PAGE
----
Saturday, May 21, 2011

Bold and beautiful Sarawak Kek Lapis

By Rosli Abidin Yahya

Layered cakes are usually featured during Hari Raya Aidlfitri and are mostly baked by housewives in Brunei.

I remembered my late mother usually baked the cakes during the festive season but somehow the cakes have evolved from homely cakes into signature tourism product of Sarawak instead.

It is now better known as Sarawak Kek Lapis and a visit to Sarawak is not complete without tasting these mouth-watering delicacies.

Perhaps the best-layered cakes can be found in Kg Gersik in Kuching.

Tourists come in droves to Kg Gersik just because the cakes tasted super tasty there.

I sampled one of the cakes and it is definitely tastier than the others. The cakes are made from butter instead of margarines.

Buyers who bought from Kg Gersik had their cakes packed into a super package.

I did ask my late mother why she did not make any more kek lapis during the festive season.

She said she did not have the patience to make layer cakes anymore and it was much easier to buy from the shops.

I cannot blame her as she was getting older and my sisters did not bother to learn making the cakes from her.

And in just a few years, Sarawak Kek Lapis is a well-known cottage industry product of Sarawak.

During a recent trip to Kuching. I fell in love with Kek Lapis Sarawak as it is bold in colour and design, and more tastier than other cakes imported from neighbouring countries found on the shelves of Brunei supermarkets.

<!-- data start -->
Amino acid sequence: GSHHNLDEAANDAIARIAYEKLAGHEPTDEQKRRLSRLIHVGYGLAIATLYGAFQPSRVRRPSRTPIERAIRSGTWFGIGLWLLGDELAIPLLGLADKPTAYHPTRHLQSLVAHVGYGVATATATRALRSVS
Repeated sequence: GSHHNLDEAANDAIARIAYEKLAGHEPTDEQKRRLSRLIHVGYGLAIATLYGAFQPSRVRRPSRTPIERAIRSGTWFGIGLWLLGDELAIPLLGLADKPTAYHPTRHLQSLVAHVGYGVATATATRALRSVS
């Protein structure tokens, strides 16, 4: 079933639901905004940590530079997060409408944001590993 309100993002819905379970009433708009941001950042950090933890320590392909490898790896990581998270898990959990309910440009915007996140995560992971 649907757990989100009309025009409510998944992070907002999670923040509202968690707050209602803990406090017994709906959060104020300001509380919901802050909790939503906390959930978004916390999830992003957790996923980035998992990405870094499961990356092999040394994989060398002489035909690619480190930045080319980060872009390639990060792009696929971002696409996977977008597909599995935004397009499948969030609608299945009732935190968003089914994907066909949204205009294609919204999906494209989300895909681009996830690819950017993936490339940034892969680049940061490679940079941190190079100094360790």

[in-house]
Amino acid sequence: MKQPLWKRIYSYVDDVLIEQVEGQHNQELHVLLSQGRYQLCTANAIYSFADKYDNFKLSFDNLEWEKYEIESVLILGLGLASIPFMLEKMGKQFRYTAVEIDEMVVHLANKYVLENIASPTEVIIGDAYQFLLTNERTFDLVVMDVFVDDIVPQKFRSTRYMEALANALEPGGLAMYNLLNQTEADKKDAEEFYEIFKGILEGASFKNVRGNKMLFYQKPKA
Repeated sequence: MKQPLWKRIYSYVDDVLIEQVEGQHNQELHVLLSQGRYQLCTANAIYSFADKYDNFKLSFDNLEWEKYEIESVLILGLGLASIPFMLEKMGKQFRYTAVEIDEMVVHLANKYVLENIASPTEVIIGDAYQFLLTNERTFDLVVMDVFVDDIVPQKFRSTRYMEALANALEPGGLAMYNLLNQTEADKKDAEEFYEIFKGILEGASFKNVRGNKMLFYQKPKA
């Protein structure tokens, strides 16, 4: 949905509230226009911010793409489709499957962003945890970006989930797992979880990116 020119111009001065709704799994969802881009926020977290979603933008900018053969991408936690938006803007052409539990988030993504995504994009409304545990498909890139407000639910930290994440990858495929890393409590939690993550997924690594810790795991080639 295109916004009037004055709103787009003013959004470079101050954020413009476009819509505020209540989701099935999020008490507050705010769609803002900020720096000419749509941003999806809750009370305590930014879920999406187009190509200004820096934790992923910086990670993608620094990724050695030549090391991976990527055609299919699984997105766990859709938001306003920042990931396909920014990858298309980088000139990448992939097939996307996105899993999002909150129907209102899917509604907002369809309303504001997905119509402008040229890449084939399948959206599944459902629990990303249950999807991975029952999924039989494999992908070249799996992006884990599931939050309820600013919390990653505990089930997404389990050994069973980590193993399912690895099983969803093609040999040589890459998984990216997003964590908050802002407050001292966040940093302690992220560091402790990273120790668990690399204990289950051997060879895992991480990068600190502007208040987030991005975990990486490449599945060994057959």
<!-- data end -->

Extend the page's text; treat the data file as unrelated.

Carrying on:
However I refrained from eating a lot just because I believe it is high in calories.

I asked about the manufacturing process of the cakes from the woman who made the cakes at one of the stalls of Kg Gersik.

Yes, it takes a lot of patience to make layered cakes, said Siti.

Of course, a simple layer cake is self-explanatory. Mix two or three colours of batter and bake them layer by layer, pouring each colour in alternation to achieve the desired effect. But come the question of how the image of a flower, or perhaps a complex arrangement of geometric patterns in equally complex colour combinations is achieved and the head scratching begins.

"You have to imagine the forming of a picture in terms of squares and triangles in addition to having the ability to visualise the cake from all dimensions.

"Then you have to take an image apart so that you can put it together again," said Siti who has been making Sarawak layer cakes for eight years.

Then i asked why her cakes were tastier and moist.

"When you choose the best ingredients you get the best cake," said Siti.

A stickler to quality and taste, she revealed that they only used the best ingredients such as Golden Churn butter and Cadbury chocolate, which made her cakes stand out from others.

There is indeed a big demand for cakes but players like herself cannot meet the demand. The more detailed designs would take three days to complete, said Siti.

She said this challenge could be addressed if simple layered cakes could be done with automated machines.

Right now, all her cakes are just enough for local consumption and the tourism industry.

Another challenge is to prolong the cake's shelf life, which is why these cakes are not sold in local supermarkets, she said.

"We do not use preservatives in our cakes, so the shelf life is between two and three weeks in room temperature, and up to six months if refrigerated."

She said preservatives could spoil the taste so ways must be found to overcome this.

She said if the shelf life could be improved, they could penetrate supermarkets and the big hypermarkets in other countries. Her plan is to mass-produce the layered cakes but is still looking for ways to do so.

Courtesy of Borneo Bulletin Weekend

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